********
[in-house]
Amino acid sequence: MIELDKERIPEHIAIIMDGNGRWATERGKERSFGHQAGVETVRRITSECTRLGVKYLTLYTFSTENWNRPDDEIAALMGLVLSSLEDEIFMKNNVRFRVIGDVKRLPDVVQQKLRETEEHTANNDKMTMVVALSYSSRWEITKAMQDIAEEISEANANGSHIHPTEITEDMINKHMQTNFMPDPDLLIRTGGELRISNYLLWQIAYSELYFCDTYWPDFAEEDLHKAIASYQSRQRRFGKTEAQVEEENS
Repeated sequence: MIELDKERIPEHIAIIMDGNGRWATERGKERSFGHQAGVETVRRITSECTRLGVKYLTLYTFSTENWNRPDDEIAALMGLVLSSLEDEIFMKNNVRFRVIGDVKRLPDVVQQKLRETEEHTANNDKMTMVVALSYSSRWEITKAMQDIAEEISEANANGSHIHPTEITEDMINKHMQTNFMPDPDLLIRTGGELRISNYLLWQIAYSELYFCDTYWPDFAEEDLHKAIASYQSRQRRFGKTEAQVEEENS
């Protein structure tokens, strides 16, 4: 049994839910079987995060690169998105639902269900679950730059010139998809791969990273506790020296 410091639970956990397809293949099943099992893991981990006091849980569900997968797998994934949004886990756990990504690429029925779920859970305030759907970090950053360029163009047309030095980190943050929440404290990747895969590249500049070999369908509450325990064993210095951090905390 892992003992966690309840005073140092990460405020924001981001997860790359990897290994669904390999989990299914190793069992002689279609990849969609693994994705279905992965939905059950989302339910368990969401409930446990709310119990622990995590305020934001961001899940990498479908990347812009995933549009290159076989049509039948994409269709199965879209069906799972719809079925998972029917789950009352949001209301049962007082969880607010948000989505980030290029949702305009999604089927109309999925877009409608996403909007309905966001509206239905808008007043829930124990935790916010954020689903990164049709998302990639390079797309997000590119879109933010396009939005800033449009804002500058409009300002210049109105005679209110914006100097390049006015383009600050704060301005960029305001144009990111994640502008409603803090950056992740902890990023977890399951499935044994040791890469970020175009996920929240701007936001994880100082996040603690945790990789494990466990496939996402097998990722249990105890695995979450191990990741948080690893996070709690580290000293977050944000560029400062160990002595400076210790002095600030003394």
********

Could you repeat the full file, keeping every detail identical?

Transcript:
[in-house]
Amino acid sequence: MIELDKERIPEHIAIIMDGNGRWATERGKERSFGHQAGVETVRRITSECTRLGVKYLTLYTFSTENWNRPDDEIAALMGLVLSSLEDEIFMKNNVRFRVIGDVKRLPDVVQQKLRETEEHTANNDKMTMVVALSYSSRWEITKAMQDIAEEISEANANGSHIHPTEITEDMINKHMQTNFMPDPDLLIRTGGELRISNYLLWQIAYSELYFCDTYWPDFAEEDLHKAIASYQSRQRRFGKTEAQVEEENS
Repeated sequence: MIELDKERIPEHIAIIMDGNGRWATERGKERSFGHQAGVETVRRITSECTRLGVKYLTLYTFSTENWNRPDDEIAALMGLVLSSLEDEIFMKNNVRFRVIGDVKRLPDVVQQKLRETEEHTANNDKMTMVVALSYSSRWEITKAMQDIAEEISEANANGSHIHPTEITEDMINKHMQTNFMPDPDLLIRTGGELRISNYLLWQIAYSELYFCDTYWPDFAEEDLHKAIASYQSRQRRFGKTEAQVEEENS
């Protein structure tokens, strides 16, 4: 049994839910079987995060690169998105639902269900679950730059010139998809791969990273506790020296 410091639970956990397809293949099943099992893991981990006091849980569900997968797998994934949004886990756990990504690429029925779920859970305030759907970090950053360029163009047309030095980190943050929440404290990747895969590249500049070999369908509450325990064993210095951090905390 892992003992966690309840005073140092990460405020924001981001997860790359990897290994669904390999989990299914190793069992002689279609990849969609693994994705279905992965939905059950989302339910368990969401409930446990709310119990622990995590305020934001961001899940990498479908990347812009995933549009290159076989049509039948994409269709199965879209069906799972719809079925998972029917789950009352949001209301049962007082969880607010948000989505980030290029949702305009999604089927109309999925877009409608996403909007309905966001509206239905808008007043829930124990935790916010954020689903990164049709998302990639390079797309997000590119879109933010396009939005800033449009804002500058409009300002210049109105005679209110914006100097390049006015383009600050704060301005960029305001144009990111994640502008409603803090950056992740902890990023977890399951499935044994040791890469970020175009996920929240701007936001994880100082996040603690945790990789494990466990496939996402097998990722249990105890695995979450191990990741948080690893996070709690580290000293977050944000560029400062160990002595400076210790002095600030003394």